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I do this every year. This is their methodology for selecting the top 100 employers.

As part of the campus research for The UK Graduate Careers Survey 2014,
18,336 final year students from thirty leading universities were asked
the unprompted question “Which employer do you think offers the best
opportunities for graduates?”.
Because 20 year olds in full time education are the best people to ask which employers offer the best opportunities.

Last year those 100 employers recruited 18129 graduates.

I've only got employment figures for 2013 graduates but 260360 found work (or were primarily working but also studying)

What did the other 242231 graduates do?

Why do we care about the 7% of graduates who commenced work with the 100 employers with the highest name recognition amongst 20 year olds?
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Smack
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(Original post by nulli tertius)
I do this every year. This is their methodology for selecting the top 100 employers.



Because 20 year olds in full time education are the best people to ask which employers offer the best opportunities.
I think it is thus heavily biased towards those employers with large recruitment ad budgets who also recruit large amounts of graduates each year, likely from a wide range of degree disciplines.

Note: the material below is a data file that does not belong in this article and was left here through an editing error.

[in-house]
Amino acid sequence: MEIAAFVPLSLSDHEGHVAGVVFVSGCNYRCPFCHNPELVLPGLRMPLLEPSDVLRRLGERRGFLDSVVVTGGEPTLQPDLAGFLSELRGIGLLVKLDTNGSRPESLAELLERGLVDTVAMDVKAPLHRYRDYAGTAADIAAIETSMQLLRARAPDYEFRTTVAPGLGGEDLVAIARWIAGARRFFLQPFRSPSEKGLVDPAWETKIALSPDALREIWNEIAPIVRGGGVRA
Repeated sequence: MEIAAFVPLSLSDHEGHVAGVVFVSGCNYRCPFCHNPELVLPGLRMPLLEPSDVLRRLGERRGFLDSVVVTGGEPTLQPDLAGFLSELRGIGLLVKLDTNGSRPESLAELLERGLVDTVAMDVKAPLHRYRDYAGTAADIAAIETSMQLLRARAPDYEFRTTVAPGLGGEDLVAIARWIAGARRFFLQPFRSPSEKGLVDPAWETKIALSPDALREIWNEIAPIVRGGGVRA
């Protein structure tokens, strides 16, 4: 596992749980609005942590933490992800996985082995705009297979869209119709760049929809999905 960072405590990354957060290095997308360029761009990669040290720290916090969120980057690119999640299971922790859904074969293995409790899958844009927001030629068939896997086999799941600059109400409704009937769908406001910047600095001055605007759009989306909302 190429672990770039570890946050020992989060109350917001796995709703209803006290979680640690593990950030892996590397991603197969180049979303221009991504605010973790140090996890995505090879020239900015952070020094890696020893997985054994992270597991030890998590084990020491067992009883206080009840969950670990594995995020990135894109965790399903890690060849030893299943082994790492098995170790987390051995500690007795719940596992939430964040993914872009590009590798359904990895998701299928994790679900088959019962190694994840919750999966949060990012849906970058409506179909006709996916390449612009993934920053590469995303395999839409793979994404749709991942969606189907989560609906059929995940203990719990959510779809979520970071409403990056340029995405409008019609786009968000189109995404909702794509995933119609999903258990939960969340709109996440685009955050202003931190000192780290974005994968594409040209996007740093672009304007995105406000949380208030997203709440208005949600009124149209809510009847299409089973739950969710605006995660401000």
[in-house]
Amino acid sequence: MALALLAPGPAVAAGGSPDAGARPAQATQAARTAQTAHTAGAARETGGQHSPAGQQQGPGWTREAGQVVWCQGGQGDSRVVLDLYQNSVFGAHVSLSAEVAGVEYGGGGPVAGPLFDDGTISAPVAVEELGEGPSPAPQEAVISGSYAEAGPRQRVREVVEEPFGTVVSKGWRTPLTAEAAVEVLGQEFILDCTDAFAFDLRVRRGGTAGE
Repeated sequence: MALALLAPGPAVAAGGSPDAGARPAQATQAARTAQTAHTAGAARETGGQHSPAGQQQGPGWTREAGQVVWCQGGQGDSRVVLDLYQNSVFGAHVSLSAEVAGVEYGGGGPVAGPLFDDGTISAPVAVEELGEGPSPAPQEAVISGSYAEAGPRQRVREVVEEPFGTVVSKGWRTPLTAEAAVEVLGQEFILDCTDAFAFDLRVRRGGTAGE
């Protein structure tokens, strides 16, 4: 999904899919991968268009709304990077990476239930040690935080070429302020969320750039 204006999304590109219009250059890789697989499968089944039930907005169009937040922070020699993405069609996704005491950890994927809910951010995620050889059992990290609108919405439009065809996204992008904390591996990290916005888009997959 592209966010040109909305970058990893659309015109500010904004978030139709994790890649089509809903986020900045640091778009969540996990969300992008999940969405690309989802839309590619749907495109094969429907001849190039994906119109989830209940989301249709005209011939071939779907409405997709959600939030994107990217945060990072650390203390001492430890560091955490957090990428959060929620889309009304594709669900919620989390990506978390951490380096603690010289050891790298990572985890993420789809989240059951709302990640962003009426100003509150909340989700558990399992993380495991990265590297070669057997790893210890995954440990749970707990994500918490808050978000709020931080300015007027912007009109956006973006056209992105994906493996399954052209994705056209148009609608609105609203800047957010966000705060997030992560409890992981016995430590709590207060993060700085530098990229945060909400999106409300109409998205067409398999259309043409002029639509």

I also think that compiling a table of where these employers "target" is a somewhat pointless exercise given that a great deal of these organisations are not selective when it comes to university.
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Rakas21
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(Original post by nulli tertius)
I do this every year. This is their methodology for selecting the top 100 employers.

Because 20 year olds in full time education are the best people to ask which employers offer the best opportunities.

Last year those 100 employers recruited 18129 graduates.

I've only got employment figures for 2013 graduates but 260360 found work (or were primarily working but also studying)

What did the other 242231 graduates do?

Why do we care about the 7% of graduates who commenced work with the 100 employers with the highest name recognition amongst 20 year olds?
The assumption probably is that they offer high paid graduate jobs while the others in work could be doing anything.

Certainly on TSR there seems to be an obsession with graduate schemes while there's a lot of regular graduate jobs available each year.
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nulli tertius
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(Original post by Rakas21)
The assumption probably is that they offer high paid graduate jobs while the others in work could be doing anything.

Certainly on TSR there seems to be an obsession with graduate schemes while there's a lot of regular graduate jobs available each year.
But even so: no Capita. no Carillion, no ATOS, no builders, no St Gobain, no Network Rail, no Peel Holdings, no pub, entertainment or drinks business other than Red Bull.
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PQ
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"Teach First, PwC and Deloitte will employ the largest number of graduates in 2015."

I'd put money on the nhs taking more. Just that that is hard to OD because each hospital/trust ends up listed as a different employer.